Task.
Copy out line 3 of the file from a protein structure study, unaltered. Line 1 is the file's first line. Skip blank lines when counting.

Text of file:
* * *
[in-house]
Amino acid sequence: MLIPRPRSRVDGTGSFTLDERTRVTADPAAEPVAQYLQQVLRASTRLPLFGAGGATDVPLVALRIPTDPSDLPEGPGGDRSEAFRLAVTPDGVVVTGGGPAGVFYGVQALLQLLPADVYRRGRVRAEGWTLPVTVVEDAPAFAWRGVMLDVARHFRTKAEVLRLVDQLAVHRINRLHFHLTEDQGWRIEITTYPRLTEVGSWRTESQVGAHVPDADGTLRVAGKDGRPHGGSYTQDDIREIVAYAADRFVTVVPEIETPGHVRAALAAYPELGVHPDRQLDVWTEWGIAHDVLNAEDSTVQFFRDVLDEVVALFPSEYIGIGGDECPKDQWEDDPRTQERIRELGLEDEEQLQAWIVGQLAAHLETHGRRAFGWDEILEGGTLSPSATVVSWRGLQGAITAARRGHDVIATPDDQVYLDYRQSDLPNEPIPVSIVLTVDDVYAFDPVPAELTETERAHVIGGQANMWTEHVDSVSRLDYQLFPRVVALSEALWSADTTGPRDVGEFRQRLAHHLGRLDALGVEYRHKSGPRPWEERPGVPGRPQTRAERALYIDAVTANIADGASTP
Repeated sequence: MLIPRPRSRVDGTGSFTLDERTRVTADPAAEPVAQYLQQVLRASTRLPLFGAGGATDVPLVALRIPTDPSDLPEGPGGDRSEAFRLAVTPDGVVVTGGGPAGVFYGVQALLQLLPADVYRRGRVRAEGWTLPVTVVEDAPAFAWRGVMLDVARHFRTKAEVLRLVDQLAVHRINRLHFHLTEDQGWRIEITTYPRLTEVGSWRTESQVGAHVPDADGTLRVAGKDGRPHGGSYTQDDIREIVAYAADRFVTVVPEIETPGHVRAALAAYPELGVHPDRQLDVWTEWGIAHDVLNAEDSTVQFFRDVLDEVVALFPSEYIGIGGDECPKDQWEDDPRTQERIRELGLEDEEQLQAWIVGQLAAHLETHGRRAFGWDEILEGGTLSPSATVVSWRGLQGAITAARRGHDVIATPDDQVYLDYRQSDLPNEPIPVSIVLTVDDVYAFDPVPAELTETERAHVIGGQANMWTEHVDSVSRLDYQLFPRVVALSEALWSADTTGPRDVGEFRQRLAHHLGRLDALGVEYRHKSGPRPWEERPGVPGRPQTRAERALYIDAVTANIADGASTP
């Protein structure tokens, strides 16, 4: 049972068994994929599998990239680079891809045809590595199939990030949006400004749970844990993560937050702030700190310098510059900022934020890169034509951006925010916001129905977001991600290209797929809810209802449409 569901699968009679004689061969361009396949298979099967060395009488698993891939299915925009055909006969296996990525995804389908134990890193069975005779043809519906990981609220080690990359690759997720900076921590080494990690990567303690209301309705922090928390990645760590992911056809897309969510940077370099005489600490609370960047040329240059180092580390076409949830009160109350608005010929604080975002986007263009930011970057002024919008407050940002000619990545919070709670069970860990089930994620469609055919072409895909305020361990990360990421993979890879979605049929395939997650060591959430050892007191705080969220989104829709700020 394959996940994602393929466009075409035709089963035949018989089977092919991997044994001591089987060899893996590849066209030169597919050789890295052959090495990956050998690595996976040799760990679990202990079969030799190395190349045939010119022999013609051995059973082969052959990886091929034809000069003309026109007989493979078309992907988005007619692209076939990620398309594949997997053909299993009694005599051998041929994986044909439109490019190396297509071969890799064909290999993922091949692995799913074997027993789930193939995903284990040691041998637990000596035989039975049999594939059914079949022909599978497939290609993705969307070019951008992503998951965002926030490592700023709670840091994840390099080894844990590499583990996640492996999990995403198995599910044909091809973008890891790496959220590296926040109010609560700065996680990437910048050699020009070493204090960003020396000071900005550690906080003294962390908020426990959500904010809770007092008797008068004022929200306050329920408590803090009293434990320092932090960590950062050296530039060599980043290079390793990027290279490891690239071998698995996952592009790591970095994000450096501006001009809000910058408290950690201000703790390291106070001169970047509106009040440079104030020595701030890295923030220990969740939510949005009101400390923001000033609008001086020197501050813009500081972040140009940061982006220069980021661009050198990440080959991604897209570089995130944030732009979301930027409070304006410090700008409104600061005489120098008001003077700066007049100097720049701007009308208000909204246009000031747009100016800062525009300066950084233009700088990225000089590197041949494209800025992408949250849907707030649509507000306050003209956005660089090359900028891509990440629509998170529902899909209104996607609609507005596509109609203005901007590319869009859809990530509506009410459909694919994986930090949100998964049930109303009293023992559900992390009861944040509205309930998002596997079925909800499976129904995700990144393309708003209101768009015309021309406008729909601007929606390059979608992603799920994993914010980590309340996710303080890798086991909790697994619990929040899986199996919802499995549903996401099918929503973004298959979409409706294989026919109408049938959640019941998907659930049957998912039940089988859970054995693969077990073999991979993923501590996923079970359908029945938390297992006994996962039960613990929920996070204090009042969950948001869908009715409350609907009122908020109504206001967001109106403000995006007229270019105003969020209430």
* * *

Repeated sequence: MLIPRPRSRVDGTGSFTLDERTRVTADPAAEPVAQYLQQVLRASTRLPLFGAGGATDVPLVALRIPTDPSDLPEGPGGDRSEAFRLAVTPDGVVVTGGGPAGVFYGVQALLQLLPADVYRRGRVRAEGWTLPVTVVEDAPAFAWRGVMLDVARHFRTKAEVLRLVDQLAVHRINRLHFHLTEDQGWRIEITTYPRLTEVGSWRTESQVGAHVPDADGTLRVAGKDGRPHGGSYTQDDIREIVAYAADRFVTVVPEIETPGHVRAALAAYPELGVHPDRQLDVWTEWGIAHDVLNAEDSTVQFFRDVLDEVVALFPSEYIGIGGDECPKDQWEDDPRTQERIRELGLEDEEQLQAWIVGQLAAHLETHGRRAFGWDEILEGGTLSPSATVVSWRGLQGAITAARRGHDVIATPDDQVYLDYRQSDLPNEPIPVSIVLTVDDVYAFDPVPAELTETERAHVIGGQANMWTEHVDSVSRLDYQLFPRVVALSEALWSADTTGPRDVGEFRQRLAHHLGRLDALGVEYRHKSGPRPWEERPGVPGRPQTRAERALYIDAVTANIADGASTP